These reliefs, which have been heavily restored, have been known since the sixteenth century, well before they were incorporated into the facade of the Villa Borghese. A member of the school of Girolamo da Carpi (Gilli collection, Milan) drew them between 1540 and 1560, and they were also depicted by Pierre Jacques de Reims in the Capitol in 1576. 1 Evidence that the two panels do indeed belong together, these sources also give us various additional details of the scene: the pediment of the temple of Jupiter Capitoline and the heads of two toga-clad men, one of whom is bearded, were in the large triangular section now missing from the right-hand panel there was also a depiction of a Winged Victory carrying a banner (vexillum). The pediment and male figures have not survived, but the Victory is in the Valentin de Courcel collection in Paris.

The Louvre’s frieze depicts the religious ceremony, known as a profectio, that preceded the emperor’s departure for a military campaign. This ritual was held on the Capitoline Hill, as indicated by the three symbolically opened doors of the temple of Jupiter Capitoline. Departures for campaigns, as well as victorious returns (adventus), are frequently shown in reliefs. In the case of a profectio, the presentation of the bull at the altar or his actual sacrifice is the most commonly represented (cat. no. 39).

The precise moment depicted in these reliefs is exceptional: it shows the examination of the auspices (haustia consultatoria), to assure that the requisite approval of the gods was secured before any departure on a warlike mission. The scene on the right shows the extispicium, the inspection of the bull’s entrails by the priest in order to interpret the will of Jupiter. The Winged Victory in flight above gives incontrovertible proof of the god’s opinion: the omens are favorable. The only other known depiction of this particular moment of the ritual appears in the frieze of Herôon on the sanctuary of Trysa in Lydia (now part of Turkey).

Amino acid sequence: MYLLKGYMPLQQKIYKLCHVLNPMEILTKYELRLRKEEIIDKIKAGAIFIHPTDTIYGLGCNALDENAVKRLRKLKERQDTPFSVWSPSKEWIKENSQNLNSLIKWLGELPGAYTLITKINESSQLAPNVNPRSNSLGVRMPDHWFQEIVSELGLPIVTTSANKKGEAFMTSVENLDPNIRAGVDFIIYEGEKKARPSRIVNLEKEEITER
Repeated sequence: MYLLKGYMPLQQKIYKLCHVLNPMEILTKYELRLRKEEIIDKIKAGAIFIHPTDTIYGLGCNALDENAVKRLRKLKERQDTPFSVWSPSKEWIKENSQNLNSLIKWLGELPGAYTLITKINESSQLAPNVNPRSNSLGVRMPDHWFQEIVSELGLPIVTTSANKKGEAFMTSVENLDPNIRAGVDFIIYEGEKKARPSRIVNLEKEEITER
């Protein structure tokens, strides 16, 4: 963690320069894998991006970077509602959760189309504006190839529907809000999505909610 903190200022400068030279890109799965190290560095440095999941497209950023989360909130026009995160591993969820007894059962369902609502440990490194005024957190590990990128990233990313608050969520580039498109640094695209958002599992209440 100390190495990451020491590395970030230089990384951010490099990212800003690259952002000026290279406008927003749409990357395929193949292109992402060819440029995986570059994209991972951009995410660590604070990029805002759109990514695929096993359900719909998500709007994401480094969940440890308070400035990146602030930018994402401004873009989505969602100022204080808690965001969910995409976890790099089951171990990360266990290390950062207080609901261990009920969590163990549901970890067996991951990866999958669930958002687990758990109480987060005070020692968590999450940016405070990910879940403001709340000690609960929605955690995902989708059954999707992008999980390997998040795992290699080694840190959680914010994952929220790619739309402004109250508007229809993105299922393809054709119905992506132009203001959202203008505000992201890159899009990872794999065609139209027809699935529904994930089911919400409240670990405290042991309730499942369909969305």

The related scene shown on the right panel depicts the emperor surrounded by the Flamen Dialis and senators with his right arm raised, he is intoning the nuncupatio votorum (vows of victory). Once the omens are determined to be favorable, the sacrificial priest will place the entrails in the bucket held by the popa for this purpose. The priests will then prepare the organs of the animal to be offered to the god, known as the laeta exta. The heart, liver, and lungs will be burned so that Jupiter can relish their scent. The emperor will soon don his cuirass and paludamentum (military cloak) to take command of the army, fortified by the favor of the gods.

The emperor’s head, which has been restored, was originally turned to the left. His identification can therefore only be determined from the location where the reliefs were discovered, as mentioned by Antonio da Sangallo in his studies on architecture. 2